fake graduation

Fake graduation. That’s kind of how I feel about this spring. I’d been planning the onslaught of conferences for at least a year prior. The juggling it took to execute my presentations, get straight As (grades aren’t a concern; that just happened), and keep all my jobs was intense. I told myself, Just get through this spring. And now I have and I’m living this absolutely glorious life, just like I knew I would. I’m sure I will have plenty of stressful and challenging times down the road in my career. I look forward to them. But I think I’ve set the bar higher for myself. I also think this next year will be a breeze in comparison. I feel as though I’ve already graduated.

As I await my real graduation next spring, I am enjoying summer in Bloomington. It’s a strange thing: one day, the town just empties. All the undergrads flee and the buses suddenly have a little extra elbow room. I launched into two summer classes immediately upon returning from LOEX, but those ended in mid-June. Now that I’m also forced to cut my hours at IU down to 29 per week, I am just luxuriating in time.

My jobs are exceptional. I feel like I’ve settled into the place I worked toward for the past two years: working mostly independently on fascinating digital projects. I’m still working as the Project Assistant for Avalon Media System. I’m also the Scientific Data Curation Assistant, which expands my brain daily, and the Digital Library Research Assistant, where I’m revisiting geospatial mapping, this time with Neatline. I love going to work! It’s a luxury. I am going to try to be better about sharing some of the fruits of my labor here on the blog. I think much of the work I’m doing now would be of interest to a wider audience–perhaps more so than my usual rambling musings.

I’ve also taken up a worthy summer crafting project. I needed something doable, something with quick and satisfying results. I chose Project Life, which is helping me create binders of my many, many years of photos. Having digital copies on Facebook just doesn’t cut it for me. I wanted something tangible. I have been a hoarder of random ephemera since I was small–I have movie theater tickets, cards, and notes from as early as 10 years old because even then I thought, “This would be really cool to look back on.” Is it any wonder that I’m soon to be a librarian? Is it any wonder that I’m a long-term planner? I say no on both counts. There’s nothing shocking there. It’s in my bones.

I’m also taking day trips, reading, spending time with friends and Neil. I felt guilty at first, like I had something I needed to do that I was neglecting, but then I realized that I was just trapped in my former mindset. I needed to be hyper vigilant this spring, but now I’m content to leave my work at work and come home to only relaxing hobbies (plus extra reading on data management, because I’m newly obsessed). No more spending 8am-11pm in Wells Library.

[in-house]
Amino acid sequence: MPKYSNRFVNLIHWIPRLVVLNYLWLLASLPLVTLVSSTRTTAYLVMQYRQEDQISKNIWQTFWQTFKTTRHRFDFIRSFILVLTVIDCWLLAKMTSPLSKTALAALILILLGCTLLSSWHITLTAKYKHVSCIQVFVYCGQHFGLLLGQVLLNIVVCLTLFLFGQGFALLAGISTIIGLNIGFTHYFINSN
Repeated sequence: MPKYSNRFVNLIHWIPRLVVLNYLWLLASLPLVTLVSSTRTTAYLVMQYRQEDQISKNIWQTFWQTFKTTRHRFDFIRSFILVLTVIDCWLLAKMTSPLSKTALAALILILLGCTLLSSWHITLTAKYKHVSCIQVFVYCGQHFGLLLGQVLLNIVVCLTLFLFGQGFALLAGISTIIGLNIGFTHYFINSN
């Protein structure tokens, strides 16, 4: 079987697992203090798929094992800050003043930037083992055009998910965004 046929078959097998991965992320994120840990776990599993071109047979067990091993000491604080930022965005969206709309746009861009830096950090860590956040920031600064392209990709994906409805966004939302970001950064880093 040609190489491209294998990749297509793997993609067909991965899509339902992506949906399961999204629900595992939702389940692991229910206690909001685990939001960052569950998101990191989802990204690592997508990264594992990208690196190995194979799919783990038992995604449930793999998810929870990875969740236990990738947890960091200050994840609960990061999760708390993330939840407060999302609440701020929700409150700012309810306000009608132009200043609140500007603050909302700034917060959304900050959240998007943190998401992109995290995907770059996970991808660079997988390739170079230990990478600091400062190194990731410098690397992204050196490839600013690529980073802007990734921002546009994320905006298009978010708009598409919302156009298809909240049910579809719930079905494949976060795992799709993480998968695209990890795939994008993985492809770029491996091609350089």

Soon enough my last year of graduate school will be starting. I am hoping to take an advanced XML course this fall but it remains to be seen whether it will be offered or not. Unfortunately, low enrollment plagues the coolest classes. I’ll also be applying for jobs soon! It’s strange but also not strange. I’ve molded my entire SLIS career to fit my job seeking needs, so in many ways I feel serene about the whole affair. I’ve worked hard and I have a CV I’m very proud of, especially having come to SLIS two years ago without ever having been paid to work in a library. So really, I’m either a good fit for a job or I’m not. Taking a rational approach like this helps me fixate less on the uncertainties lying in wait and instead keep learning more and taking advantage of the projects I’m involved in.

I’ve already spotted an intriguing job that I am thinking about applying for. My instinct is that the timing is just too off: they want applications in by August, and I don’t graduate until next May. I am usually fairly decisive but I’ve gone back and forth on this since my jaw first dropped in amazement at the job description.

One thing is for sure: I will most certainly be applying for the NCSU Fellows program this fall. I learned about this program in 2011, the summer before I came to SLIS, and since then it has been my dream job. I’ve alluded to this before but never divulged it here on the blog. I am eager to learn whether the Fellows program will be a good fit for me or if I will find myself elsewhere next year. (See how good I’m being about embracing uncertainty?)

Although I’m trying to be more laid-back about presentations, I do have two slated for this fall so far. I’ll be giving a Digital Library Brown Bag talk on Neatline in early September. I’ll be presenting a poster about the experience of planning a joint data management/data visualization workshop with my awesome boss/mentor Stacy Konkiel at the Data Information Literacy Symposium at Purdue University in late September. I let the proposal deadlines for the LITA Forum and the Digital Library Federation conference slip by, so I didn’t submit anything there. I might actually attend conferences without presenting!

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